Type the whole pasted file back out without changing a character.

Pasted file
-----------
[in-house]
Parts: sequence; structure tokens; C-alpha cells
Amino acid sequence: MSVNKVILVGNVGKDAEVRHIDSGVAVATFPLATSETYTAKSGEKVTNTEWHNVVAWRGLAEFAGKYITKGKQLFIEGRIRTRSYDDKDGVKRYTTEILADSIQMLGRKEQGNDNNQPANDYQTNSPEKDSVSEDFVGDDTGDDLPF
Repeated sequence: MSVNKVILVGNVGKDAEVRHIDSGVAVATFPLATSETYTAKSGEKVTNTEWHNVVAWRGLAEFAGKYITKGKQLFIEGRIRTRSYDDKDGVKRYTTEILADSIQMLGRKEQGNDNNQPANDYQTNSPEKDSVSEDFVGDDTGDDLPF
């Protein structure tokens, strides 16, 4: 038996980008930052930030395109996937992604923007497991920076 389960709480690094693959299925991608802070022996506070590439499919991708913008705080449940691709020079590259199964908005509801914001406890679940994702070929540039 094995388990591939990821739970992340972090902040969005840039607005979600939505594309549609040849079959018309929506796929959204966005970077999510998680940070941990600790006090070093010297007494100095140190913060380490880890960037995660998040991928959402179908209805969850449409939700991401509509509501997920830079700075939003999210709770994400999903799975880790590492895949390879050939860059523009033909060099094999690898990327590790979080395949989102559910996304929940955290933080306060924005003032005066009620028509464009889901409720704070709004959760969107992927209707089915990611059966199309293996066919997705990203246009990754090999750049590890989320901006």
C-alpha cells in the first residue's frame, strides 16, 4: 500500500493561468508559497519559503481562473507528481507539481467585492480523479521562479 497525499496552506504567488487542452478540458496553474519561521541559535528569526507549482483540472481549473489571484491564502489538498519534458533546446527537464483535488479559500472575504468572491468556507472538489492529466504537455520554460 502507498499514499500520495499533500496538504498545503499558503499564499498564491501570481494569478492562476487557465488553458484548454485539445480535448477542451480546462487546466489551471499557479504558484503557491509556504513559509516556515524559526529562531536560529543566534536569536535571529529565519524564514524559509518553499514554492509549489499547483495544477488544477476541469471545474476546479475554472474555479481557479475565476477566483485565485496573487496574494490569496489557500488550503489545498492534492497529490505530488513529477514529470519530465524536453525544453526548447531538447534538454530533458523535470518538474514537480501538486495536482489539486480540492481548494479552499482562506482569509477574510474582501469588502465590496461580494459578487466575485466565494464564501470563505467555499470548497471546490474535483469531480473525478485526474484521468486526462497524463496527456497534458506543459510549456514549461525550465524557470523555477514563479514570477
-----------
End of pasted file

[in-house]
Parts: sequence; structure tokens; C-alpha cells
Amino acid sequence: MSVNKVILVGNVGKDAEVRHIDSGVAVATFPLATSETYTAKSGEKVTNTEWHNVVAWRGLAEFAGKYITKGKQLFIEGRIRTRSYDDKDGVKRYTTEILADSIQMLGRKEQGNDNNQPANDYQTNSPEKDSVSEDFVGDDTGDDLPF
Repeated sequence: MSVNKVILVGNVGKDAEVRHIDSGVAVATFPLATSETYTAKSGEKVTNTEWHNVVAWRGLAEFAGKYITKGKQLFIEGRIRTRSYDDKDGVKRYTTEILADSIQMLGRKEQGNDNNQPANDYQTNSPEKDSVSEDFVGDDTGDDLPF
């Protein structure tokens, strides 16, 4: 038996980008930052930030395109996937992604923007497991920076 389960709480690094693959299925991608802070022996506070590439499919991708913008705080449940691709020079590259199964908005509801914001406890679940994702070929540039 094995388990591939990821739970992340972090902040969005840039607005979600939505594309549609040849079959018309929506796929959204966005970077999510998680940070941990600790006090070093010297007494100095140190913060380490880890960037995660998040991928959402179908209805969850449409939700991401509509509501997920830079700075939003999210709770994400999903799975880790590492895949390879050939860059523009033909060099094999690898990327590790979080395949989102559910996304929940955290933080306060924005003032005066009620028509464009889901409720704070709004959760969107992927209707089915990611059966199309293996066919997705990203246009990754090999750049590890989320901006």
C-alpha cells in the first residue's frame, strides 16, 4: 500500500493561468508559497519559503481562473507528481507539481467585492480523479521562479 497525499496552506504567488487542452478540458496553474519561521541559535528569526507549482483540472481549473489571484491564502489538498519534458533546446527537464483535488479559500472575504468572491468556507472538489492529466504537455520554460 502507498499514499500520495499533500496538504498545503499558503499564499498564491501570481494569478492562476487557465488553458484548454485539445480535448477542451480546462487546466489551471499557479504558484503557491509556504513559509516556515524559526529562531536560529543566534536569536535571529529565519524564514524559509518553499514554492509549489499547483495544477488544477476541469471545474476546479475554472474555479481557479475565476477566483485565485496573487496574494490569496489557500488550503489545498492534492497529490505530488513529477514529470519530465524536453525544453526548447531538447534538454530533458523535470518538474514537480501538486495536482489539486480540492481548494479552499482562506482569509477574510474582501469588502465590496461580494459578487466575485466565494464564501470563505467555499470548497471546490474535483469531480473525478485526474484521468486526462497524463496527456497534458506543459510549456514549461525550465524557470523555477514563479514570477